Libraries Gone Digital: 4 Ways Libraries Expand Your Reach As An Author

Expert publishing blog opinions are solely those of the blogger and not necessarily endorsed by DBW.

When discussing tools for taking advantage of digital publishing, the public library might not be the first topic to get a mention, let alone the fourth or fortieth. But don’t sleep on this age-old institution when exploring the opportunities of the e-age. Not only are libraries still relevant, they are a wonderful means of reaching readers that you might not otherwise think to market to.

Sure, it has become fashionable in online forums and across social media to pit the public library against Amazon or the Internet as a whole. Often times this comes in the form of “Why do I need libraries if there’s the Internet?” or “They should just give everyone Kindles.” While I’m a fan of disruption and embracing new technologies in general, I firmly believe that such statements are as misguided as the once popular opinion that the dawn of e-books would signal the extinction of physical books. These institutions can and often do coexist and even support each other within the grand publishing ecosystem.


Naturally, I was excited heading into the American Library Association’s recent annual conference in Chicago. With the current federal efforts to defund the Institute of Museum and Library Services, I knew I was entering into a world of urgency. Though I expected a lot of doom and gloom, I was surprised to find the focus instead on opportunities, outreach, and an almost righteous conviction that libraries are vital to modern society.

A panel at the ALA Annual Conference.

A panel at the ALA Annual Conference.

Most surprising of all, this opinion wasn’t confined to the inherent bias of the librarians themselves—the publishers I spoke to were adamant as well. There was even some casual speculation about the usefulness of Book Expo, the American publishing industry’s premier trade show, in relation to ALA Annual, with some publishers even going so far as to suggest wrapping both up into a more robust ALA event.

Like Book Expo, ALA Annual once again had a strong presence of publishers offering physical books and advance copies. However, there was an impressive and multifaceted digital representation as well.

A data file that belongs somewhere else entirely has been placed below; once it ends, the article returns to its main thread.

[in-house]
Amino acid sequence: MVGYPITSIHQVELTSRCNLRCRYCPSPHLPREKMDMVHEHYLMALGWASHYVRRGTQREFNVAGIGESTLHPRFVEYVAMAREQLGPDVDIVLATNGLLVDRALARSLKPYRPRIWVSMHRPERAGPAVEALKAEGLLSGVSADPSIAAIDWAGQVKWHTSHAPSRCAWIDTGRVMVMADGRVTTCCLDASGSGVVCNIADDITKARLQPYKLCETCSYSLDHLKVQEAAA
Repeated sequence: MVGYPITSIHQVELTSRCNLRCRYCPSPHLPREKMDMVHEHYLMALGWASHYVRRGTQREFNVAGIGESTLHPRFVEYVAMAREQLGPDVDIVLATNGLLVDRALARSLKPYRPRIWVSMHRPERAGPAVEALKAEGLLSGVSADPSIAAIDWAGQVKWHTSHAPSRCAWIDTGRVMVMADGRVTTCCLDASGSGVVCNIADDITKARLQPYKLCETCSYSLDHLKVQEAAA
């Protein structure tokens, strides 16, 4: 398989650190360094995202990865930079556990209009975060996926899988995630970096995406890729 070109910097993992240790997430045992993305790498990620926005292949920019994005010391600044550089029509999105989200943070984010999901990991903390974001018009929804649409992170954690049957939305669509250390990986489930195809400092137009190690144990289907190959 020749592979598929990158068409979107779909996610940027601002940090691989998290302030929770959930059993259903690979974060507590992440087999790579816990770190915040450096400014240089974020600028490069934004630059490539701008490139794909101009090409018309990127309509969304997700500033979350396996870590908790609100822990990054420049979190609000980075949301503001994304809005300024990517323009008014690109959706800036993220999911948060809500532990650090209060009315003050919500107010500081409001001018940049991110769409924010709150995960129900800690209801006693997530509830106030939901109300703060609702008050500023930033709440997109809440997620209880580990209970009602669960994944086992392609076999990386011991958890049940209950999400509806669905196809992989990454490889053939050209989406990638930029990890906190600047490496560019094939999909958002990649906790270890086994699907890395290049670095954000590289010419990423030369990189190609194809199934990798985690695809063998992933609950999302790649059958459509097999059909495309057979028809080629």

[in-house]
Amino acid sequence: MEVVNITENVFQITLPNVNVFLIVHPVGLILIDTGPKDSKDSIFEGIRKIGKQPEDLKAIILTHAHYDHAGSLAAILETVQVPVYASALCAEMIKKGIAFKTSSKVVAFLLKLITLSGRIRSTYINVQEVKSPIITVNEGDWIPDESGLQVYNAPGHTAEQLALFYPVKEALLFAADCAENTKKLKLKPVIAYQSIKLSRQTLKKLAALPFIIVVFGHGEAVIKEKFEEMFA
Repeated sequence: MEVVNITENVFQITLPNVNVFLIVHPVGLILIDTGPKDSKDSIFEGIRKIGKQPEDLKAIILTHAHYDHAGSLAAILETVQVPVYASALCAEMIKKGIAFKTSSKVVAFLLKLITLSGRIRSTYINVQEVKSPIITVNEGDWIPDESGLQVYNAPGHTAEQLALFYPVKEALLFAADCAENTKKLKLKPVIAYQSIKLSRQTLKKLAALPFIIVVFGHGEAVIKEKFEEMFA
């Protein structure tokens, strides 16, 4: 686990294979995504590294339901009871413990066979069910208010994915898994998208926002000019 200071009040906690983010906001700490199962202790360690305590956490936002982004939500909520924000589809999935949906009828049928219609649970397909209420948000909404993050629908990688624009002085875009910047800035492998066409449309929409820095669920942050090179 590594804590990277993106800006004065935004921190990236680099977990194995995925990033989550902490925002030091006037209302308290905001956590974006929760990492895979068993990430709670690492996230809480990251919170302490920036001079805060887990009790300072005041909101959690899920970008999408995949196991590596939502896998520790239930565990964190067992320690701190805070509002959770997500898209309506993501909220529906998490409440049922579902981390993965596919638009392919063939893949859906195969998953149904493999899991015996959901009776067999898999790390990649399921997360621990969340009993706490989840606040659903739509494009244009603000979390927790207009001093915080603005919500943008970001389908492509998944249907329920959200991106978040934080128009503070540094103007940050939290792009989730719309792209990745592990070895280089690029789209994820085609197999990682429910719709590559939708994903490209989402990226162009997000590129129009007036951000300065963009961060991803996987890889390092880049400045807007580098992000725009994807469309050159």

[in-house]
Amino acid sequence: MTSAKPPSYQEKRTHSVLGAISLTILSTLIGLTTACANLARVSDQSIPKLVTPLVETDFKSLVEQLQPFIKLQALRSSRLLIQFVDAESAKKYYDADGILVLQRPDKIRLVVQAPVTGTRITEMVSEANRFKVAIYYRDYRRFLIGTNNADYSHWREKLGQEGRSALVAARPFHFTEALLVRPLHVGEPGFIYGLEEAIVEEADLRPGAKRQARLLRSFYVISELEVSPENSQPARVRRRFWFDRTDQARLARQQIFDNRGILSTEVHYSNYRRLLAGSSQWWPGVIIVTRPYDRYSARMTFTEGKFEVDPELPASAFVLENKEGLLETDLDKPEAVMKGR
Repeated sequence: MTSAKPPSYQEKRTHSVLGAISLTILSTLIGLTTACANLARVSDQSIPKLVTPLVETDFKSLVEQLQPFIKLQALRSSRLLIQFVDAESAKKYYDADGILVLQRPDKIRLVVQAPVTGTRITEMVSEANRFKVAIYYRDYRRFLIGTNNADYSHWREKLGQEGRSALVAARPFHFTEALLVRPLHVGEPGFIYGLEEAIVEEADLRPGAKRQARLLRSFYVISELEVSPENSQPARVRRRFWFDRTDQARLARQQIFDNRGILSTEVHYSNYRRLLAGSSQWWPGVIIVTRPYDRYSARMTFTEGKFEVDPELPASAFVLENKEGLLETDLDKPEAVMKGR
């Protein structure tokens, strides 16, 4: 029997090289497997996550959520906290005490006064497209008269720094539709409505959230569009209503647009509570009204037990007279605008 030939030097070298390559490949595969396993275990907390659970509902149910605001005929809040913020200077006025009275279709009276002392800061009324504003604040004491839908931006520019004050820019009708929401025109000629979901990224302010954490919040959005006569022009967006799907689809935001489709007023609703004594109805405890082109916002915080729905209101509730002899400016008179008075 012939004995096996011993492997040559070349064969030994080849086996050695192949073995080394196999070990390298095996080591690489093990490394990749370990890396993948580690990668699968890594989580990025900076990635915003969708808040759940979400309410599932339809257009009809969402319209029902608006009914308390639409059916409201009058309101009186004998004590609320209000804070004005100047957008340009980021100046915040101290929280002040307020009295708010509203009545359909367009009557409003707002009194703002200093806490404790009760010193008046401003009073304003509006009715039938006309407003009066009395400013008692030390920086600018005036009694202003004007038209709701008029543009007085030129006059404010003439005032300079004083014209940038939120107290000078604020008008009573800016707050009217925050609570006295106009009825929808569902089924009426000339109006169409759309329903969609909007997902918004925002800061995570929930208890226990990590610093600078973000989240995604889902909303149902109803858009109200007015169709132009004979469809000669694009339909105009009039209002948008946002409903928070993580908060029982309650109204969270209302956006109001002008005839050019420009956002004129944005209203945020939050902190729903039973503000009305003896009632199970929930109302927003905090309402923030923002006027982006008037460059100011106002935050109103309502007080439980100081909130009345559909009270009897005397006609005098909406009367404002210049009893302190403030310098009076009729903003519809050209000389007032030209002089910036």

Of the several thousand exhibitors at ALA, one necessary stop was the Overdrive booth. Overdrive is a massive distributor of digital content, including e-books, audiobooks, and videos. They reach over 30,000 libraries in over 40 countries, and the service is available 24/7. I was lucky enough to get a personal, behind-the-scenes peek by Steve Potash, President and CEO. When he pulled up the figures in real time, I had to check twice to make sure we weren’t looking at the national debt clock. A series of massive tickers showed that, as we spoke, e-books were being lent out quicker than I could count. If anyone is still wondering how long it will take for libraries to finally embrace digital publishing, they can put that concern to rest.

Individual library systems are also making it easier for local patrons to obtain digital content. Tony Marx of the New York Public Library introduced their new, free, Simply E app for iTunes and for Android, which allows patrons to borrow from over 100,000 e-books with two clicks on their phone or tablet.


If you’re hesitant at the thought of having your books out there to be lent for free, I suggest you put that to rest as well. Libraries must first buy the copies they lend out, and while that initial sale is nice, it’s almost beside the point. As with bookstores, if one of your titles performs well at a particular location, that library is more likely to want your others. Additional sales, yes, but again, let’s look beyond that.